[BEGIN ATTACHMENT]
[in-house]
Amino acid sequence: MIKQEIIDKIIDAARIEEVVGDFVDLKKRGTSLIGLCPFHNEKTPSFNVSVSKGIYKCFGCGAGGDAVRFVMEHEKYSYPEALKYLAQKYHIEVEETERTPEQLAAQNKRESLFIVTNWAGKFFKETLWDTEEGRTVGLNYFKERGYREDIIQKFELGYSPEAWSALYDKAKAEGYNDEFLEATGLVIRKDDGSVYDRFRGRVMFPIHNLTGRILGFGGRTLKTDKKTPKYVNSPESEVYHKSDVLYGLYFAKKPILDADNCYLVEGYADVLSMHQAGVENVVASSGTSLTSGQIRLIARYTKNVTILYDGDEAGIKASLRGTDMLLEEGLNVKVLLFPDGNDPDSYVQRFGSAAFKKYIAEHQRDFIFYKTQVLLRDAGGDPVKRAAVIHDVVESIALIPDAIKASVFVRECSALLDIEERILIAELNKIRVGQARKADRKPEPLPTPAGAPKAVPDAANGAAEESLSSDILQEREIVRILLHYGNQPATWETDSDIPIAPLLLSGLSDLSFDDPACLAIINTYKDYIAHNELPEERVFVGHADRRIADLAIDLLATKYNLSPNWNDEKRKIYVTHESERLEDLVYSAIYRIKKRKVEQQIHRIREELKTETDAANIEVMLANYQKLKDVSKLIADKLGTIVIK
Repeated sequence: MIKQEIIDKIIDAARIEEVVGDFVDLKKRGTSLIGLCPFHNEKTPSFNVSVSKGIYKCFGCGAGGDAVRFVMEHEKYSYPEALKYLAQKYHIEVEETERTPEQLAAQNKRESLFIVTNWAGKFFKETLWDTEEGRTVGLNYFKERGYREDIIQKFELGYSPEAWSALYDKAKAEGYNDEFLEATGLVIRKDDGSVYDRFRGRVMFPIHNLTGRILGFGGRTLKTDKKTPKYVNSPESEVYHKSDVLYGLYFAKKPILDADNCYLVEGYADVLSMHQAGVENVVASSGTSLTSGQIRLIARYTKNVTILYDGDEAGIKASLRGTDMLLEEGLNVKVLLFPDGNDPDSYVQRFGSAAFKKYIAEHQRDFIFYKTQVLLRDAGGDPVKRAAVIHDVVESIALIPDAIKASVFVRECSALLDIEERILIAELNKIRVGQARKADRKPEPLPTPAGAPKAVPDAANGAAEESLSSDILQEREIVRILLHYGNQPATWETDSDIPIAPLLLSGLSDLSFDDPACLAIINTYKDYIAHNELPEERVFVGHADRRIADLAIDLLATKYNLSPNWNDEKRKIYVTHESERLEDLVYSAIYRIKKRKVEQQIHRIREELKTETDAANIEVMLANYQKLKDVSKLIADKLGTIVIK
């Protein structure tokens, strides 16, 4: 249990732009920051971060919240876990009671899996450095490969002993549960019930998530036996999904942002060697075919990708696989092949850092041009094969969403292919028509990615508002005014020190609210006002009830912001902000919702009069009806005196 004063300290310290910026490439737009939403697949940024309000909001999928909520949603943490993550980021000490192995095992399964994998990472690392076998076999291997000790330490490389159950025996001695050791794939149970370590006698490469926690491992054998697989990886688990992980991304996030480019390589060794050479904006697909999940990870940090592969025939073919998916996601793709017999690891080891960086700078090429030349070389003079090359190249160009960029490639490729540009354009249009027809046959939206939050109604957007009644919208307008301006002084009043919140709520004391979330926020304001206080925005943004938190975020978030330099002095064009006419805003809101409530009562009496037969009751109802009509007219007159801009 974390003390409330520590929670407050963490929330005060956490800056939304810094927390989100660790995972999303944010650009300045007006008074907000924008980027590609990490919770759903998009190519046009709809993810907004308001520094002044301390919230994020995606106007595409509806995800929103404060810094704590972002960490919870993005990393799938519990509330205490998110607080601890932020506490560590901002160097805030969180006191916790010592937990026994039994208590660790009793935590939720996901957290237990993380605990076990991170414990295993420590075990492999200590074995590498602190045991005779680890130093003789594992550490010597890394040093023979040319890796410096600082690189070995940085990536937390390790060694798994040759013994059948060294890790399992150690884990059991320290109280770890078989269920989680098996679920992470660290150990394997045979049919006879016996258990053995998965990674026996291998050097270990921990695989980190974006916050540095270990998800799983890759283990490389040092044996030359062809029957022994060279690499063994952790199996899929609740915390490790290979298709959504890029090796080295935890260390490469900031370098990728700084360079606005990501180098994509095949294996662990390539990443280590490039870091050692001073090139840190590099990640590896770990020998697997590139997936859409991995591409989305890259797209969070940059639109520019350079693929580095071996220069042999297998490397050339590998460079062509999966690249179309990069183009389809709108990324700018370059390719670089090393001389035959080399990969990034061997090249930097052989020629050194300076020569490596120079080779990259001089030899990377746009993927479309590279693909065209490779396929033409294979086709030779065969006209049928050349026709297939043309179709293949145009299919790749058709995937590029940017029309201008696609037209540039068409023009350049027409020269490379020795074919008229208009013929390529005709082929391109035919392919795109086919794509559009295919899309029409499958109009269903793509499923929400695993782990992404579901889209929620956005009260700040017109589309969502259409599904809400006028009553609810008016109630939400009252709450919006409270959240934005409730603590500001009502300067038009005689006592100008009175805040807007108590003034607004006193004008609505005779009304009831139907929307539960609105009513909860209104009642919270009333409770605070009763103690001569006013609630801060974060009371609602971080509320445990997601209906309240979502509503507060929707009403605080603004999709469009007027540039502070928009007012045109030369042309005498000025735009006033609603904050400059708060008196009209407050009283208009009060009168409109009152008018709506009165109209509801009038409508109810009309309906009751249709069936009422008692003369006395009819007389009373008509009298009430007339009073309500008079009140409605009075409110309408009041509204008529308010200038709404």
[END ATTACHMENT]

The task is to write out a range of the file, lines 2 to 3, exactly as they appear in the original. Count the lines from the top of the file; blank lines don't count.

Amino acid sequence: MIKQEIIDKIIDAARIEEVVGDFVDLKKRGTSLIGLCPFHNEKTPSFNVSVSKGIYKCFGCGAGGDAVRFVMEHEKYSYPEALKYLAQKYHIEVEETERTPEQLAAQNKRESLFIVTNWAGKFFKETLWDTEEGRTVGLNYFKERGYREDIIQKFELGYSPEAWSALYDKAKAEGYNDEFLEATGLVIRKDDGSVYDRFRGRVMFPIHNLTGRILGFGGRTLKTDKKTPKYVNSPESEVYHKSDVLYGLYFAKKPILDADNCYLVEGYADVLSMHQAGVENVVASSGTSLTSGQIRLIARYTKNVTILYDGDEAGIKASLRGTDMLLEEGLNVKVLLFPDGNDPDSYVQRFGSAAFKKYIAEHQRDFIFYKTQVLLRDAGGDPVKRAAVIHDVVESIALIPDAIKASVFVRECSALLDIEERILIAELNKIRVGQARKADRKPEPLPTPAGAPKAVPDAANGAAEESLSSDILQEREIVRILLHYGNQPATWETDSDIPIAPLLLSGLSDLSFDDPACLAIINTYKDYIAHNELPEERVFVGHADRRIADLAIDLLATKYNLSPNWNDEKRKIYVTHESERLEDLVYSAIYRIKKRKVEQQIHRIREELKTETDAANIEVMLANYQKLKDVSKLIADKLGTIVIK
Repeated sequence: MIKQEIIDKIIDAARIEEVVGDFVDLKKRGTSLIGLCPFHNEKTPSFNVSVSKGIYKCFGCGAGGDAVRFVMEHEKYSYPEALKYLAQKYHIEVEETERTPEQLAAQNKRESLFIVTNWAGKFFKETLWDTEEGRTVGLNYFKERGYREDIIQKFELGYSPEAWSALYDKAKAEGYNDEFLEATGLVIRKDDGSVYDRFRGRVMFPIHNLTGRILGFGGRTLKTDKKTPKYVNSPESEVYHKSDVLYGLYFAKKPILDADNCYLVEGYADVLSMHQAGVENVVASSGTSLTSGQIRLIARYTKNVTILYDGDEAGIKASLRGTDMLLEEGLNVKVLLFPDGNDPDSYVQRFGSAAFKKYIAEHQRDFIFYKTQVLLRDAGGDPVKRAAVIHDVVESIALIPDAIKASVFVRECSALLDIEERILIAELNKIRVGQARKADRKPEPLPTPAGAPKAVPDAANGAAEESLSSDILQEREIVRILLHYGNQPATWETDSDIPIAPLLLSGLSDLSFDDPACLAIINTYKDYIAHNELPEERVFVGHADRRIADLAIDLLATKYNLSPNWNDEKRKIYVTHESERLEDLVYSAIYRIKKRKVEQQIHRIREELKTETDAANIEVMLANYQKLKDVSKLIADKLGTIVIK